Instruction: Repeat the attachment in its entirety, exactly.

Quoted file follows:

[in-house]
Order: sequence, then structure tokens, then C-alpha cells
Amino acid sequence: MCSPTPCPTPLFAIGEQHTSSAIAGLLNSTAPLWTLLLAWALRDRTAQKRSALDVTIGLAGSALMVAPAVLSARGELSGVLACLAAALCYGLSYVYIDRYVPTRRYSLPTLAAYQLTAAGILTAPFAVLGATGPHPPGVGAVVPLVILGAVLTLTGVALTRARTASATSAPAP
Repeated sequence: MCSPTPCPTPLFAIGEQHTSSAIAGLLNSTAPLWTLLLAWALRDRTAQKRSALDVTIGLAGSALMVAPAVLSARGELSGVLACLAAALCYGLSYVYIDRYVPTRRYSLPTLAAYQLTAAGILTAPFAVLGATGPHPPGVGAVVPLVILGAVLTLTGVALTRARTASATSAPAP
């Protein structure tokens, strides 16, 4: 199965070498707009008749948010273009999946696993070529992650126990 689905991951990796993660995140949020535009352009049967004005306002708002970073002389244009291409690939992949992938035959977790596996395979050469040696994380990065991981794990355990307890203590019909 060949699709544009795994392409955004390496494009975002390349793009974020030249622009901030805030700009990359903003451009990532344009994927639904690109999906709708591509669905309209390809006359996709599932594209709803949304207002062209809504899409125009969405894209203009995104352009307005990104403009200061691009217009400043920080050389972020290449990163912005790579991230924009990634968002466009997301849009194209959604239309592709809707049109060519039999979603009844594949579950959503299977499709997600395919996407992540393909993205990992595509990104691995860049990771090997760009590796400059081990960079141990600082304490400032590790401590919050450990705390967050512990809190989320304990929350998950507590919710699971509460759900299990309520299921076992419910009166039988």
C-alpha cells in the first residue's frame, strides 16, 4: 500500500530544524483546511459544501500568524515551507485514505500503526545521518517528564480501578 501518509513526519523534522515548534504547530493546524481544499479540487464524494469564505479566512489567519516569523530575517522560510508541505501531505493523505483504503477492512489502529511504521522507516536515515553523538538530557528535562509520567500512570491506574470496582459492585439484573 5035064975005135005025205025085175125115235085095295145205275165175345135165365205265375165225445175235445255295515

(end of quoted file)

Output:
[in-house]
Order: sequence, then structure tokens, then C-alpha cells
Amino acid sequence: MCSPTPCPTPLFAIGEQHTSSAIAGLLNSTAPLWTLLLAWALRDRTAQKRSALDVTIGLAGSALMVAPAVLSARGELSGVLACLAAALCYGLSYVYIDRYVPTRRYSLPTLAAYQLTAAGILTAPFAVLGATGPHPPGVGAVVPLVILGAVLTLTGVALTRARTASATSAPAP
Repeated sequence: MCSPTPCPTPLFAIGEQHTSSAIAGLLNSTAPLWTLLLAWALRDRTAQKRSALDVTIGLAGSALMVAPAVLSARGELSGVLACLAAALCYGLSYVYIDRYVPTRRYSLPTLAAYQLTAAGILTAPFAVLGATGPHPPGVGAVVPLVILGAVLTLTGVALTRARTASATSAPAP
């Protein structure tokens, strides 16, 4: 199965070498707009008749948010273009999946696993070529992650126990 689905991951990796993660995140949020535009352009049967004005306002708002970073002389244009291409690939992949992938035959977790596996395979050469040696994380990065991981794990355990307890203590019909 060949699709544009795994392409955004390496494009975002390349793009974020030249622009901030805030700009990359903003451009990532344009994927639904690109999906709708591509669905309209390809006359996709599932594209709803949304207002062209809504899409125009969405894209203009995104352009307005990104403009200061691009217009400043920080050389972020290449990163912005790579991230924009990634968002466009997301849009194209959604239309592709809707049109060519039999979603009844594949579950959503299977499709997600395919996407992540393909993205990992595509990104691995860049990771090997760009590796400059081990960079141990600082304490400032590790401590919050450990705390967050512990809190989320304990929350998950507590919710699971509460759900299990309520299921076992419910009166039988």
C-alpha cells in the first residue's frame, strides 16, 4: 500500500530544524483546511459544501500568524515551507485514505500503526545521518517528564480501578 501518509513526519523534522515548534504547530493546524481544499479540487464524494469564505479566512489567519516569523530575517522560510508541505501531505493523505483504503477492512489502529511504521522507516536515515553523538538530557528535562509520567500512570491506574470496582459492585439484573 5035064975005135005025205025085175125115235085095295145205275165175345135165365205265375165225445175235445255295515